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The SafeSchools online staff training and compliance management system contains a comprehensive library of school-focused courses. SafeSchools Training includes safety courses relating to special education, technology, emergency management, and nutrition.

Reader Testimony: 

“SafeSchools online courses have been an invaluable tool for supplying our staff with quality training. The best part of the online courses is that they are professional and deliver the necessary information in a concise manner that is seen as valuable by all employees. There are no cheesy actors, but real people giving really good information.“

—Steve Quick, superintendent, Oroville School District, Wash.


A basic economic principle of supply and demand is taking hold in the Douglas County (Colo.) School District. The district is restructuring the pay scale for teachers and educators so the positions that are most in demand get paid more than those in lower demand.

The nation’s K12 school superintendents are increasingly fatigued and frustrated by pressures to accomplish more in their districts with less resources. For most, though, personal commitment to public education helps overcome sources of stress stemming from many aspects of their jobs.

I interviewed Jerry Weast last year soon after the announcement that he would be retiring as superintendent of the Montgomery County (Md.) School District. Over his 12 years as superintendent, he became renowned for his bold whole-district transformation, which included raising academic standards and narrowing the achievement gap for over 145,000 students in the 17th-largest school district in the nation. I also kept up with Joshua Starr, who from 2005 was the superintendent of Stamford (Conn.) Public Schools, a district that happens to lie next to our Norwalk office.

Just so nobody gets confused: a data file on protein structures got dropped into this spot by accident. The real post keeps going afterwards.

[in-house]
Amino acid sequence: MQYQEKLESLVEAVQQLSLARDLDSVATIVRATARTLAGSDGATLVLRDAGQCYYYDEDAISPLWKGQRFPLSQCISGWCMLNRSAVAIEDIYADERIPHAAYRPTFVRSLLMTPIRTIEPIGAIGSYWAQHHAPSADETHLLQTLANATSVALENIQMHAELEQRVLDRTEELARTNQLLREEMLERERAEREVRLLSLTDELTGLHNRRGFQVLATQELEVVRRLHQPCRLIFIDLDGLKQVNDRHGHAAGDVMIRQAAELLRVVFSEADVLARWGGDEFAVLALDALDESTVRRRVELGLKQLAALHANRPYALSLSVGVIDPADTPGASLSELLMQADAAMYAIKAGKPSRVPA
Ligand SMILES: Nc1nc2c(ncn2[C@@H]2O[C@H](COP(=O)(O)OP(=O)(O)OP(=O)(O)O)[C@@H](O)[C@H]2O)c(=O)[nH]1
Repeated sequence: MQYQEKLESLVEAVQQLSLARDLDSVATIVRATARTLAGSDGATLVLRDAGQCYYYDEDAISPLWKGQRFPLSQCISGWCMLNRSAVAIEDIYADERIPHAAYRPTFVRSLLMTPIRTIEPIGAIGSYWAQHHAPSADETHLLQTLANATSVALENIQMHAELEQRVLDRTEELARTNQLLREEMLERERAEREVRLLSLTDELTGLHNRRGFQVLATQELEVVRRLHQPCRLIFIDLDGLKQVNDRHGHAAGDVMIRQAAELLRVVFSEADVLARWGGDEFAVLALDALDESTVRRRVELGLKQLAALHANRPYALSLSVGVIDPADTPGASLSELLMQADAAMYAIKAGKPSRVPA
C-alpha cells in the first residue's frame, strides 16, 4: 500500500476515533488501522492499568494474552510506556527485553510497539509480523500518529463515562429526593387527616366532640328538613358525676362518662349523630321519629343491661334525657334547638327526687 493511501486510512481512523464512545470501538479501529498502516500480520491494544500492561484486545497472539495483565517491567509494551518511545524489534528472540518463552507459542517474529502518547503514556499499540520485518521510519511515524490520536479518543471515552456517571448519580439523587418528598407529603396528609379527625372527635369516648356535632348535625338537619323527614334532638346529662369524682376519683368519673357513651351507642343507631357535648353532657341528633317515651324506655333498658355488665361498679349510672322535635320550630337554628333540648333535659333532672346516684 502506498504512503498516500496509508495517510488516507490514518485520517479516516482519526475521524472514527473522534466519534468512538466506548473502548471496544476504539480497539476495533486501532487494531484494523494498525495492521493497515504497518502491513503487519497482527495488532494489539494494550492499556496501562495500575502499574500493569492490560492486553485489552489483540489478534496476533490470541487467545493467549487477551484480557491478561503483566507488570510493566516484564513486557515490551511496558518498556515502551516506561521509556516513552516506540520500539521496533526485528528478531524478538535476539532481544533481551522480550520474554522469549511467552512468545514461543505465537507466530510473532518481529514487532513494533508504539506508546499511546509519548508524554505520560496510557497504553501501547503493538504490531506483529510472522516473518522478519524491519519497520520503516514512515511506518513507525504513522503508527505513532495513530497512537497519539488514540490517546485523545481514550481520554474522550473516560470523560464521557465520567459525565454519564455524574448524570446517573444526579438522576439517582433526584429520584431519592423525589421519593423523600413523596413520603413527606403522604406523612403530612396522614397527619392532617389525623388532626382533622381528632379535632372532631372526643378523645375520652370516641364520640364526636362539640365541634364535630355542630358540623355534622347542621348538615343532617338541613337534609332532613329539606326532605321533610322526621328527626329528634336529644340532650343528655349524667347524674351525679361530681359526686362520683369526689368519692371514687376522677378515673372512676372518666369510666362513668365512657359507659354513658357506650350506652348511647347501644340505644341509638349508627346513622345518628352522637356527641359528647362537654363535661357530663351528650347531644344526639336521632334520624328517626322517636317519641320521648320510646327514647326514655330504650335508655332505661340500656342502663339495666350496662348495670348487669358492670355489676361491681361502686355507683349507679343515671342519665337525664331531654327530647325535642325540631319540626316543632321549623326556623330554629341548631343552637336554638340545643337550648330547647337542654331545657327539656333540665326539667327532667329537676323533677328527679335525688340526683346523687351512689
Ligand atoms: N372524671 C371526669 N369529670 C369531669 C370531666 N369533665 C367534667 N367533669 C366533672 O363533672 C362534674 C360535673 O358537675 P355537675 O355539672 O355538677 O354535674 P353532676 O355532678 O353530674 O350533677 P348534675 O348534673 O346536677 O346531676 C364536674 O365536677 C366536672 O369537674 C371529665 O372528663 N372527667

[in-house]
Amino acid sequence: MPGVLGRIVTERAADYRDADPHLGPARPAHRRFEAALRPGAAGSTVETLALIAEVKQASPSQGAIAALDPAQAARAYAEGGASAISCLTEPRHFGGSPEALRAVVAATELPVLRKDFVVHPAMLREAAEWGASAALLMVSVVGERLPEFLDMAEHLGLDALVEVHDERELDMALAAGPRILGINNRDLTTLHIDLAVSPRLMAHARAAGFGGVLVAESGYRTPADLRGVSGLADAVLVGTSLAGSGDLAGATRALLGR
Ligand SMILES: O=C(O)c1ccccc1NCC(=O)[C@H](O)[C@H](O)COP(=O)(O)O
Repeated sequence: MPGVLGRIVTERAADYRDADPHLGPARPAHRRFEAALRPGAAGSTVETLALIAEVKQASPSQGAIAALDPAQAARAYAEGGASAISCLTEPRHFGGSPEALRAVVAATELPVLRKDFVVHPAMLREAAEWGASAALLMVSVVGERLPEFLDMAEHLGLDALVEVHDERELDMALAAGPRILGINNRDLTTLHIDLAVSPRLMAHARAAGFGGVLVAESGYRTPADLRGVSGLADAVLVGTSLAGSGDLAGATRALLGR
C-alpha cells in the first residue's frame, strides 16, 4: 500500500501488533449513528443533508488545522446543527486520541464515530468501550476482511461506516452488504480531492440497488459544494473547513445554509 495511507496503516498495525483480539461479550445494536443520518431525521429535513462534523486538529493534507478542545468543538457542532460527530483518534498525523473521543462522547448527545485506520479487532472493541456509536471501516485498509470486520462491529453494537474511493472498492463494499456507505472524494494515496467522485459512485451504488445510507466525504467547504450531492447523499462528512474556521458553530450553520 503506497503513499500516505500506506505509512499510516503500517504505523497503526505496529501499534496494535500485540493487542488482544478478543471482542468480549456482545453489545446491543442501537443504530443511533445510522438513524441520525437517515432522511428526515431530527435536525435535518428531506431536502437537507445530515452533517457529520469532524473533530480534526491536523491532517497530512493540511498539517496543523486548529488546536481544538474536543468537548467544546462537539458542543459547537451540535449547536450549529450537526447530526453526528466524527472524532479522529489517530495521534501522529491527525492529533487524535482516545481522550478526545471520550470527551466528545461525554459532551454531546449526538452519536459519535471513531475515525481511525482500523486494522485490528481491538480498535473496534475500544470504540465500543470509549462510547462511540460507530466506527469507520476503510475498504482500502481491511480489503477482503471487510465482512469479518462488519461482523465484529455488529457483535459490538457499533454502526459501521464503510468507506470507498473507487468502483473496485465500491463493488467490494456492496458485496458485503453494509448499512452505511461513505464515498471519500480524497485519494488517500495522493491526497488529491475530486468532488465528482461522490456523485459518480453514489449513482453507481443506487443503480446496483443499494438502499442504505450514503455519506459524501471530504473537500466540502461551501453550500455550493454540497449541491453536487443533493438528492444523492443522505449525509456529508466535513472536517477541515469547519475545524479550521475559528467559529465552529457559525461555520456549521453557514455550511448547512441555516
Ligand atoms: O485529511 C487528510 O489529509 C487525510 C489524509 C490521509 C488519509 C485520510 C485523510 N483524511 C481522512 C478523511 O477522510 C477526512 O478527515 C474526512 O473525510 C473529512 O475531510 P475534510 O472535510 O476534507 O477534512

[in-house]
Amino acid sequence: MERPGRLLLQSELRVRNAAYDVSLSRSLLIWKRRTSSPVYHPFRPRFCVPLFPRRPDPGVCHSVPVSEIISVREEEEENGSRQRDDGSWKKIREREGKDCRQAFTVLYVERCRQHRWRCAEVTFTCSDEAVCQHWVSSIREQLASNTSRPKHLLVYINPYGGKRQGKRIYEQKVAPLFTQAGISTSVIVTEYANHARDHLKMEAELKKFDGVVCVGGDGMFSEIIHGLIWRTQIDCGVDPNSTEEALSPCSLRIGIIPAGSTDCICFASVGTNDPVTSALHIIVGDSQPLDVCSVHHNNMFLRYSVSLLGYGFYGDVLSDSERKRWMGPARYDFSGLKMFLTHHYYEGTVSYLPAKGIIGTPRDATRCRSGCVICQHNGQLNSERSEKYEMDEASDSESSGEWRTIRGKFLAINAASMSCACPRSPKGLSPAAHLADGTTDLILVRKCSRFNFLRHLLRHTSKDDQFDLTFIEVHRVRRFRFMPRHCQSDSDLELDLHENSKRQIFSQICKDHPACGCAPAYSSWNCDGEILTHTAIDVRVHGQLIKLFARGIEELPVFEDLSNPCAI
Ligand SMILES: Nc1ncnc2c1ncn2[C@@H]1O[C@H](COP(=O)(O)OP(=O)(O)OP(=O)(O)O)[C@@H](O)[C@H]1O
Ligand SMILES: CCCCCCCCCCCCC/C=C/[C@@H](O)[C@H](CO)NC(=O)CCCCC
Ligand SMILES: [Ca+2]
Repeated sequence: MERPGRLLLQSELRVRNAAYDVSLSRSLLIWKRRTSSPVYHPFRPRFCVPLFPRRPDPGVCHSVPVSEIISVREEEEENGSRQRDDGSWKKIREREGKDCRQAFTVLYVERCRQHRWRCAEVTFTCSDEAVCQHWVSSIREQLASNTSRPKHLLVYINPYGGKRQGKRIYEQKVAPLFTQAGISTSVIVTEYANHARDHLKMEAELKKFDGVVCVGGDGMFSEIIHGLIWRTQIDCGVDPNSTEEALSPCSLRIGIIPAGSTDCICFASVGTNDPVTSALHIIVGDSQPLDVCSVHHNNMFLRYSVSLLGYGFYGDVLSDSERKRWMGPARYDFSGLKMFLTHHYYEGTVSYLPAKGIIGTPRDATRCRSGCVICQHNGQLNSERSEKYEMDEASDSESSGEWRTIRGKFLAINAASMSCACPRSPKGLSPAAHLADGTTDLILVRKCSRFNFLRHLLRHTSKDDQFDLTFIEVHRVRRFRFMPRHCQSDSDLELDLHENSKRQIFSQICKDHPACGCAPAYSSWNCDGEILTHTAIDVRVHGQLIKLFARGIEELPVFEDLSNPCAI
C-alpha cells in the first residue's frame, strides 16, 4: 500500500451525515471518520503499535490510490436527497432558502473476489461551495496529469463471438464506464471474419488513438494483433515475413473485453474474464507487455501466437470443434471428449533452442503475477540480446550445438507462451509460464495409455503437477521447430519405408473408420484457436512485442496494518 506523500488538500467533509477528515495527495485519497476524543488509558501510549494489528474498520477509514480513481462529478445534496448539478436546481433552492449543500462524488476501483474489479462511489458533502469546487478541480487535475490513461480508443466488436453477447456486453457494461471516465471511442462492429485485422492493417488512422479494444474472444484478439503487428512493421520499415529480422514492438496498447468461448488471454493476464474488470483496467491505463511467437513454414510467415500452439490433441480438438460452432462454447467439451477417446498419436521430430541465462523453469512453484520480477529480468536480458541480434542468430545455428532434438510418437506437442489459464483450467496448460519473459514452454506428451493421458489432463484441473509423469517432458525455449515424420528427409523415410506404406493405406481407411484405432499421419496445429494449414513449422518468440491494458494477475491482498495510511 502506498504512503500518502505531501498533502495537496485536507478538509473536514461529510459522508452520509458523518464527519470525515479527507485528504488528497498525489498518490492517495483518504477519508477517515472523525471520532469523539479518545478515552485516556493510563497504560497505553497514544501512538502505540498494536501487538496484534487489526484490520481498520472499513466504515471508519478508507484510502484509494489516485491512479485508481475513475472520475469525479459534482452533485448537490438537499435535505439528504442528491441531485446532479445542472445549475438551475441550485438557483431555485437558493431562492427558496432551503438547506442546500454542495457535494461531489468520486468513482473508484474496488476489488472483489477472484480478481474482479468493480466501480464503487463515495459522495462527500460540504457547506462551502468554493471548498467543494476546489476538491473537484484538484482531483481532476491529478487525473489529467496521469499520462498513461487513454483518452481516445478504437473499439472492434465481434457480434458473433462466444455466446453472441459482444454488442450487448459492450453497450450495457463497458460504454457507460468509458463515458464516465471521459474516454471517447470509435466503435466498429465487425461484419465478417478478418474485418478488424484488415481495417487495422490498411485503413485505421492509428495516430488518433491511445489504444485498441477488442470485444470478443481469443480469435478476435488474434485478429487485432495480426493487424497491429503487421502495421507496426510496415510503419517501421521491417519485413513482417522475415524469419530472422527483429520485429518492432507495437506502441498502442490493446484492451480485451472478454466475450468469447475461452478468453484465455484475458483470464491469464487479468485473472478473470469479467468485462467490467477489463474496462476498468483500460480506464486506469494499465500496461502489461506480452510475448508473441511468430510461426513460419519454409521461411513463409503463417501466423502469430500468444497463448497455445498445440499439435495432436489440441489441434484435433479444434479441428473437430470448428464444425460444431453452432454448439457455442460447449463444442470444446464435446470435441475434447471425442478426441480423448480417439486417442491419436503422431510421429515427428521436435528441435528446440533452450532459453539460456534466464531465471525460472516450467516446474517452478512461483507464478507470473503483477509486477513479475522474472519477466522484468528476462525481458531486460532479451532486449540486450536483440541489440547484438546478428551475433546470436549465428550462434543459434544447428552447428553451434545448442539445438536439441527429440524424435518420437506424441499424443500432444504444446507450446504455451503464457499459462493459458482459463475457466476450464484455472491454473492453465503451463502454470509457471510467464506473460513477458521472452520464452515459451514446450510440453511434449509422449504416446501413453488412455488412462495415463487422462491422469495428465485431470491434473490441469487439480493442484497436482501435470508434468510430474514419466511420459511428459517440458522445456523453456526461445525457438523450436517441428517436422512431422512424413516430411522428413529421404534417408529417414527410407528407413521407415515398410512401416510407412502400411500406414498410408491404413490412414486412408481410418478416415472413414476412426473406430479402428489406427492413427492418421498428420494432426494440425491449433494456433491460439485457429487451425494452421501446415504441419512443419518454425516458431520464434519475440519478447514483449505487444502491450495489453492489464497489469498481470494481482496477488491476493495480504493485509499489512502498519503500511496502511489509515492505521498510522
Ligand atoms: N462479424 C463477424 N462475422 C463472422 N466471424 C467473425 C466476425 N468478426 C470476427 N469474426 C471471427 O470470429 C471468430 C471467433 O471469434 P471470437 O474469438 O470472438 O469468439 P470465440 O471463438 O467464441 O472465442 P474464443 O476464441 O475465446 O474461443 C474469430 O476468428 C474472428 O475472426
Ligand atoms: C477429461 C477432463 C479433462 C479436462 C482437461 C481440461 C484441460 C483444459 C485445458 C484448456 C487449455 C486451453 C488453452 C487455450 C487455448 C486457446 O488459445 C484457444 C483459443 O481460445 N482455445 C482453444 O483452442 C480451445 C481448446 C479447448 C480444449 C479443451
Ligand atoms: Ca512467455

Misery Loves Company

Thank you, DA, for the recent salary survey article ("A Salary Recession for School Administrators," September 2010) based on the ERS's 37th national survey of salaries and wages in public schools. e article confirms the feedback we are receiving at AASA: The pain caused by the recession is being shared by all.

The drop in average salary increases for superintendents from the 2008-2009 school year to the 2009-2010 school year is noticeable and signals a trend that will undoubtedly continue into the 2010- 2011 school year.

In an impoverished corner of Phoenix, just north of Sky Harbor International Airport, the first school district in Arizona to adopt a 200-day calendar is reporting impressive academic improvements after only one year.

There are plenty of statistics available for measuring the performance, potential and problems of school districts, from standardized test scores to the number of students eligible for free or reduced-price lunch.

If you didn't get the raise you were hoping for recently, you're certainly not alone. Almost every day, it seems, school districts coping with budget shortfalls are announcing freezes or cuts to administrative salaries and benefits as part of the solution, a trend that began during the past school year and is becoming more prevalent around the country.

With a national teacher shortage projected to start peaking this year as baby boomers retire and budget shortfalls restrict state and local funding for teachers, rural school districts are working to keep the teachers they have while seeking new ones at little if any additional cost.